Homemade 4-jaw lathe chuck and faceplate
New headstockI wanted to try making a wooden four-jaw chuck for my lathe. My plan all along was that the four jaw chuck would be permanently attached to a drive shaft, which I'd swap into the lathe when I needed to use the chuck.
But I wanted this drive shaft to be a bit thicker to have more support for bowl turning, so I used some 16 mm polished steel rod that I had lying around.
This meant I needed bigger bearing blocks. I also wanted to switch to hanger bolts to mount them. With those changes, I needed the mounting holes to be further apart. The easiest solution was to just make another headstock for the lathe.
The "hanger bolts" have a wood screw thread on one end and a machine thread on the other. I jammed two nuts against each other on the end of the bolt and used a nut driver in a drill to drive them in.
I used the same method for shaping the pulley as last time, with the V-belt first riding on the unshaped lower step pulley. I had to make some blocks to clamp on either end of the shaft to keep it from sliding side-to-side.
Making the four jaw chuckI used my BigPrint program to print a 1:1 template of the main part of the chuck, and cut it out of Baltic birch plywood.
A piece of threaded rod will go into each of the four slots. This needs to go in fairly precisely. So I made a drilling guide that fits in the slot to help guide the drill. I drilled 15/64" holes for the 1/4" threaded rod (the holes are slightly smaller than the threaded rod).
I used a nail as the pin. Usually when I do this, the holes end up not quite through the center, so I orient it so the misalignment is in the same direction on both parts. But this time, I got the hole in the shaft unusually centered. I expanded the hole in the wooden part a bit so the pin could go through the center of it.
I ground a point on the end of the pin (which is just a cut-off nail), then used a piece of wood and a hammer to drive the pin through both parts. The point on the end helps to align the parts as it goes through.
I sized the holes so that the 1/4" threaded rod fit tightly in the holes in the chuck, but to make extra sure they wouldn't pull out, I also put wood glue in the holes and on the threads. Wood glue doesn't stick very well to the metal, but it will stick to the wood and form threads that mesh with those of the threaded rod.
I expanded the hole in the guide block to 1/4" and then used it to help guide the threaded rod in straight.
I was very careful to get these very precise.
Here drilling the holes, 17/64" in size to provide a tiny bit of clearance with the 1/4" threaded rod. I marked the locations by scoring with the jaws of my callipers, then punched a divot using an awl. The point of the Forstner bit naturally follows the divot.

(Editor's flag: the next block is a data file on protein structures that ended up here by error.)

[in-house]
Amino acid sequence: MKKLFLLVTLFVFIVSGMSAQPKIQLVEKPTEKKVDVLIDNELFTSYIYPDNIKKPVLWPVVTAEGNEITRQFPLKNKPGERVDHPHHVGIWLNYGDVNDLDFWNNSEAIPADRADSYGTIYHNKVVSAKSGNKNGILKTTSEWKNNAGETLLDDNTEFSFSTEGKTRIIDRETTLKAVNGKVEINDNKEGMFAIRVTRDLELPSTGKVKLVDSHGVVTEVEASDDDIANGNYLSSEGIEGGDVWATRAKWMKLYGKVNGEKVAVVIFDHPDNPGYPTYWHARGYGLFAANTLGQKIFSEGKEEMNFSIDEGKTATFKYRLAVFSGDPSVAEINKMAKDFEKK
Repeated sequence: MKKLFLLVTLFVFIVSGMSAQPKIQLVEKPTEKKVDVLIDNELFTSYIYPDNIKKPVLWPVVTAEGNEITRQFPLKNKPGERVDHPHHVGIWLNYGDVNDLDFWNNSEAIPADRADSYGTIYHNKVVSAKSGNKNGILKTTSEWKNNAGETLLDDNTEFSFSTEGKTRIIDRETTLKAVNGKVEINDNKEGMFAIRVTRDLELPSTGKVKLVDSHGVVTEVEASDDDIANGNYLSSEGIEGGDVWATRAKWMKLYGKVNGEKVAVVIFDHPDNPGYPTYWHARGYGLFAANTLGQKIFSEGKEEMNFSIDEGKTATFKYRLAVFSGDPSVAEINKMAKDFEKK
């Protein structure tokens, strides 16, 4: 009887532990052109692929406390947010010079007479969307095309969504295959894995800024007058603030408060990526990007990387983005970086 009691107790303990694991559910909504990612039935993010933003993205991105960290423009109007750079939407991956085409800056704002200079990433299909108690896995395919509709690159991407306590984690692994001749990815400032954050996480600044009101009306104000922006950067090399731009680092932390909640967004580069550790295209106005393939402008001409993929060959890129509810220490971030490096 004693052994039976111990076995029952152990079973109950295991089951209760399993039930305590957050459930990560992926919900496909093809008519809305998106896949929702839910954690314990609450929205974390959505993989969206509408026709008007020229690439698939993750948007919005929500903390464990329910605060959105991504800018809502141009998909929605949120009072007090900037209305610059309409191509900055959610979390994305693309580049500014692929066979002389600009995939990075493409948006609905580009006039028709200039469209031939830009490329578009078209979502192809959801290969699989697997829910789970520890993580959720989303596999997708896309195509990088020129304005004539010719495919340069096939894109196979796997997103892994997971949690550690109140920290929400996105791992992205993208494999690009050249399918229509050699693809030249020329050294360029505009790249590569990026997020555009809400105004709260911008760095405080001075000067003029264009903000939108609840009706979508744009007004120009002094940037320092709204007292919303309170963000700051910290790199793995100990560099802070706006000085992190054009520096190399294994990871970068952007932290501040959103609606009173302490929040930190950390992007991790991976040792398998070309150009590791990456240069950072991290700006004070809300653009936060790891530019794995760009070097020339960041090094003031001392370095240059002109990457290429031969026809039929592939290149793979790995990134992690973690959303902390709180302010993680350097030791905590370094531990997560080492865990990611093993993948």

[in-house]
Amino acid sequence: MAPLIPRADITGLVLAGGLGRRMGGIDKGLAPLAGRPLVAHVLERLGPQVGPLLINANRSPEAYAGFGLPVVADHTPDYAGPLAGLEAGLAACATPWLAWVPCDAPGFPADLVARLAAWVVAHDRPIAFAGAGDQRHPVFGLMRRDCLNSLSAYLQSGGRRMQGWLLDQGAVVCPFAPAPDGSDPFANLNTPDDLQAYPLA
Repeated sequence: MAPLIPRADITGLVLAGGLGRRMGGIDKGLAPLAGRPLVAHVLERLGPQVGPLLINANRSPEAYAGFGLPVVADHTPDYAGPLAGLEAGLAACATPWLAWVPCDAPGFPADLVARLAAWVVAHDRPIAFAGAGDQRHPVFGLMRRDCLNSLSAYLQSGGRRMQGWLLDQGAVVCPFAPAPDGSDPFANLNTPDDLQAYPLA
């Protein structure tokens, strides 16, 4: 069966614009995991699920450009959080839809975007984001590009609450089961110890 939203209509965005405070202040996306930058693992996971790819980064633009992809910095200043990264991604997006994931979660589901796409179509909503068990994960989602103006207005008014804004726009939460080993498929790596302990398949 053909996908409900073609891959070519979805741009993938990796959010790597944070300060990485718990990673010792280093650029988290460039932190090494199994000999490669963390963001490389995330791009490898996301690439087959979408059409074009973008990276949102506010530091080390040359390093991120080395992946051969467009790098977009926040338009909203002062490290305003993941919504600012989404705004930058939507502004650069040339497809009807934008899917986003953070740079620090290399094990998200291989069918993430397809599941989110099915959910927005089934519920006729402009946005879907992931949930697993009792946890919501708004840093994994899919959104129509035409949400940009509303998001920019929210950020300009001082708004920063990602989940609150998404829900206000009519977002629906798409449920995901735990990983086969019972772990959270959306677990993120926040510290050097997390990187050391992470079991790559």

The jaws need to have a sort of "dovetail" cut into the inside of them. I figured the best way to cut that was on the lathe. I made some spacers to allow me to tighten the jaws while they are still moved all the way out.
In fact, this whole chuck is kind of scary unsafe. If the threaded rods come loose, or the nuts become undone, part of the chuck would just go flying. Staying out of the plane of rotation of the chuck, and/or using a face shield would be advisable.
Having turned these jaws on the chuck itself, it automatically compensates for any wobble that the main body of the chuck may have, provided I always put them back in the same slots. So I numbered the jaws and slots to make that easier.
The idea of these jaws is that they clamp onto a dovetail that is turned onto the bottom of a workpiece. But to turn the dovetail on the bottom in the first place, a raw blank first needs to be mounted on a faceplate with screws.
So before I could try out this chuck, I needed to make a faceplate.
Making a faceplateMaking the faceplate was very similar to making the chuck, but simpler.
I started by drawing two circles on a scrap of Baltic birch plywood. I like to draw arcs from the edges to work out how close to the edge I can draw a circle.
A normal faceplate is detached from the lathe when mounting the blank. But with this faceplate, the entire drive shaft and pulley is removed, and that pulley gets in the way. Screws at an angle make it easier to get the screwdriver in.
I had about 8 mm of gap on the shaft. To avoid having the shaft move side-to-side, I needed to make a spacer to go in this space. I measured the gap, cut a piece of wood to that thickness on the table saw, then made a spacer and cut it in half.